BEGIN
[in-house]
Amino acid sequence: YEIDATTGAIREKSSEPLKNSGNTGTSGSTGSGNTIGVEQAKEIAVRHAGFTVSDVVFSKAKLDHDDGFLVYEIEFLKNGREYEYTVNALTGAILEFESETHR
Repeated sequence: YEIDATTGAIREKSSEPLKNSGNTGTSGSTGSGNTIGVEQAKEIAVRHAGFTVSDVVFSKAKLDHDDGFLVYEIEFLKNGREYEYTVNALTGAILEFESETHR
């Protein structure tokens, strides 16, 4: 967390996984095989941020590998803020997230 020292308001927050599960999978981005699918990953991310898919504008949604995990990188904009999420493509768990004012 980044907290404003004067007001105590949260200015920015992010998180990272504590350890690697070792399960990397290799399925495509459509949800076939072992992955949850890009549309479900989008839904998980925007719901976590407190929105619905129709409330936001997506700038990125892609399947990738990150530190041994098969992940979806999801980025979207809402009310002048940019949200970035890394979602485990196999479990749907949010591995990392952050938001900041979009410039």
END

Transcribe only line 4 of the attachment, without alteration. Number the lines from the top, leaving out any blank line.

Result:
């Protein structure tokens, strides 16, 4: 967390996984095989941020590998803020997230 020292308001927050599960999978981005699918990953991310898919504008949604995990990188904009999420493509768990004012 980044907290404003004067007001105590949260200015920015992010998180990272504590350890690697070792399960990397290799399925495509459509949800076939072992992955949850890009549309479900989008839904998980925007719901976590407190929105619905129709409330936001997506700038990125892609399947990738990150530190041994098969992940979806999801980025979207809402009310002048940019949200970035890394979602485990196999479990749907949010591995990392952050938001900041979009410039």